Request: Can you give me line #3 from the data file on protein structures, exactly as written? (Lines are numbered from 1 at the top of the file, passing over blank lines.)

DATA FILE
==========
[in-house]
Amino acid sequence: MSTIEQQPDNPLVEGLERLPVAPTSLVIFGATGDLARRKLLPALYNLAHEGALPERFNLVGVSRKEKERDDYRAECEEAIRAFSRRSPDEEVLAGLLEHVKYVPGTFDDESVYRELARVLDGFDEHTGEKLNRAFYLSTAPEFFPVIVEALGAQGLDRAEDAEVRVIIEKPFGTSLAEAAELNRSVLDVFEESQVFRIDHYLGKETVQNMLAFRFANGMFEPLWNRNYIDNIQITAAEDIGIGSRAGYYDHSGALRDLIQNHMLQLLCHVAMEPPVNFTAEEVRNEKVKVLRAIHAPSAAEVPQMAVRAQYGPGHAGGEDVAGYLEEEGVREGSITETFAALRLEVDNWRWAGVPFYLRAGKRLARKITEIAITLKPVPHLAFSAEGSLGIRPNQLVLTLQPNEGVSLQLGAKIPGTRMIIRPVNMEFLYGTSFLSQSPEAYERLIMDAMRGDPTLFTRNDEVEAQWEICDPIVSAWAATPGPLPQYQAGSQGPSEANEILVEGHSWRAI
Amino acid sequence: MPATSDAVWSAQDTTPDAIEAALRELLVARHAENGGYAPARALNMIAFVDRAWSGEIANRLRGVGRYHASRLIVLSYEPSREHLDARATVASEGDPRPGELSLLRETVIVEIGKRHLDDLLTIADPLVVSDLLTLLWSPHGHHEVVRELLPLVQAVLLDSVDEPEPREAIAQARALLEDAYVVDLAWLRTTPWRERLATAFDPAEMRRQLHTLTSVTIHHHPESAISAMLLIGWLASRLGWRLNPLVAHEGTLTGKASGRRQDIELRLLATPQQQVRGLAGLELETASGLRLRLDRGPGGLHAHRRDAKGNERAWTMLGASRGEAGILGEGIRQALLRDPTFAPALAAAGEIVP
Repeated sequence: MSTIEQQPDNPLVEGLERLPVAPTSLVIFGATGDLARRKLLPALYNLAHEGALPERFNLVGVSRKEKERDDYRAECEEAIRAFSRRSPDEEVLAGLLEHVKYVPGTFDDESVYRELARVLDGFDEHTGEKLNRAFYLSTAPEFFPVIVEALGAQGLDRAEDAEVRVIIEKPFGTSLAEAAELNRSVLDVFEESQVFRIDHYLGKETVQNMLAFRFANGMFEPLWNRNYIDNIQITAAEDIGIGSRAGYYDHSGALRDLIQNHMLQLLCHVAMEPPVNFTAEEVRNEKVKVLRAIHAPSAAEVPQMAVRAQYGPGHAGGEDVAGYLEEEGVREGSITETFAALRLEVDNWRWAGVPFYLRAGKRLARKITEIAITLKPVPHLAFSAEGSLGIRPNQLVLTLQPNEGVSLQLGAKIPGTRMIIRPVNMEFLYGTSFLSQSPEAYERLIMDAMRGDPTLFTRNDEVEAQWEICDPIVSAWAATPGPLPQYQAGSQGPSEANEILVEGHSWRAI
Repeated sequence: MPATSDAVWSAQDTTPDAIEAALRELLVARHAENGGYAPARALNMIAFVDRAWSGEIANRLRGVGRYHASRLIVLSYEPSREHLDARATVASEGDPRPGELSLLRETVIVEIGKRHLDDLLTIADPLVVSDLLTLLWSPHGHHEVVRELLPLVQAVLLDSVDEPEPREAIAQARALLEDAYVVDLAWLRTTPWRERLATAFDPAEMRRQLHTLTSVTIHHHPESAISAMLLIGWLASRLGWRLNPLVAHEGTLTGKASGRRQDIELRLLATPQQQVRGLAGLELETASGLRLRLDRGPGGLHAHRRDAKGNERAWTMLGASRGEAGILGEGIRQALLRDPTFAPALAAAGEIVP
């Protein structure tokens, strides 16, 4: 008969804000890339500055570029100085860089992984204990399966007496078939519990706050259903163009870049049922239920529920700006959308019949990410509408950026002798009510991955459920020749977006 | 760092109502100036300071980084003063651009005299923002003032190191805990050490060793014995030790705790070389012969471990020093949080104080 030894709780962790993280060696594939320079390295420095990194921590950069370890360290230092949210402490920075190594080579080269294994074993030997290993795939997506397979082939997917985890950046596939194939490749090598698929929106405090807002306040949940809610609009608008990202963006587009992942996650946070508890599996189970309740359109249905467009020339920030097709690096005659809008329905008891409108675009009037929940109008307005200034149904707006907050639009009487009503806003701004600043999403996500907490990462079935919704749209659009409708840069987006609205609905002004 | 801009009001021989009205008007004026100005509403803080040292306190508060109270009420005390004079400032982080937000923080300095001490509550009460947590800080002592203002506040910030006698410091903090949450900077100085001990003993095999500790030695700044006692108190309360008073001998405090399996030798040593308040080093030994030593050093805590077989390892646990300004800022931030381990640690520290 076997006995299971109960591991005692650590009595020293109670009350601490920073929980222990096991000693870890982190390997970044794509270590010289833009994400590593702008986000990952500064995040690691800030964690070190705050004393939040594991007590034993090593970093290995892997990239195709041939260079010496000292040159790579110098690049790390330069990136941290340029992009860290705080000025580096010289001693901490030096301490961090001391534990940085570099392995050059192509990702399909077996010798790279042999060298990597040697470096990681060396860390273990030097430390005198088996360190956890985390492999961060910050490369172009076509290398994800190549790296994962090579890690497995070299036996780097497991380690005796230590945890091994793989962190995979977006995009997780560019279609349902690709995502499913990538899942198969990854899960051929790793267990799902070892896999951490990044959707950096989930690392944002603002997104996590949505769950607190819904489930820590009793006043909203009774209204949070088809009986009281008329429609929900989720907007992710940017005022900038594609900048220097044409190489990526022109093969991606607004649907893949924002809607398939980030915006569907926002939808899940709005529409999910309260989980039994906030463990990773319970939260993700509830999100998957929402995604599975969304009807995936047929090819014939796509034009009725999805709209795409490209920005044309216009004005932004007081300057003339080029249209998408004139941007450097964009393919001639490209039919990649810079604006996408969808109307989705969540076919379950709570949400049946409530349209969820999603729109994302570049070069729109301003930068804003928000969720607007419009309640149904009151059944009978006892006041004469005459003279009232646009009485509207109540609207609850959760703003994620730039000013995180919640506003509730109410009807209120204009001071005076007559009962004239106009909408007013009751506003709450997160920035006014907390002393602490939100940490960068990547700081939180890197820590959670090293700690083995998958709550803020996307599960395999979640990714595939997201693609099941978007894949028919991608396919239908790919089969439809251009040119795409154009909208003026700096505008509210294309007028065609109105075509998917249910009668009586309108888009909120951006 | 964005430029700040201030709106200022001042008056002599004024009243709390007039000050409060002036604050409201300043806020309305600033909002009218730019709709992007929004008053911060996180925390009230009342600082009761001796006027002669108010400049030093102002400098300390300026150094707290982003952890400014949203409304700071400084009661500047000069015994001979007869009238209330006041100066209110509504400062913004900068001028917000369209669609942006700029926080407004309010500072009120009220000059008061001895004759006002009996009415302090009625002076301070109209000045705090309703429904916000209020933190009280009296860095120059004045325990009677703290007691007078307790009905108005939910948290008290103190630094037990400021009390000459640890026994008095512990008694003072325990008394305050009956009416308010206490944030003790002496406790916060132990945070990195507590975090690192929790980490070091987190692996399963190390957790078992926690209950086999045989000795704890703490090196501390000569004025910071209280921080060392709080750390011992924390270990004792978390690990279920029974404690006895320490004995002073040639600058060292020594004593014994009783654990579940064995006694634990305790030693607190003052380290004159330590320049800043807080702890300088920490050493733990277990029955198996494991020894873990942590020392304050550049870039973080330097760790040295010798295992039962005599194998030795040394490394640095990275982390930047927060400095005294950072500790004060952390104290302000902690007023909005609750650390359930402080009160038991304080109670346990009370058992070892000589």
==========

Amino acid sequence: MPATSDAVWSAQDTTPDAIEAALRELLVARHAENGGYAPARALNMIAFVDRAWSGEIANRLRGVGRYHASRLIVLSYEPSREHLDARATVASEGDPRPGELSLLRETVIVEIGKRHLDDLLTIADPLVVSDLLTLLWSPHGHHEVVRELLPLVQAVLLDSVDEPEPREAIAQARALLEDAYVVDLAWLRTTPWRERLATAFDPAEMRRQLHTLTSVTIHHHPESAISAMLLIGWLASRLGWRLNPLVAHEGTLTGKASGRRQDIELRLLATPQQQVRGLAGLELETASGLRLRLDRGPGGLHAHRRDAKGNERAWTMLGASRGEAGILGEGIRQALLRDPTFAPALAAAGEIVP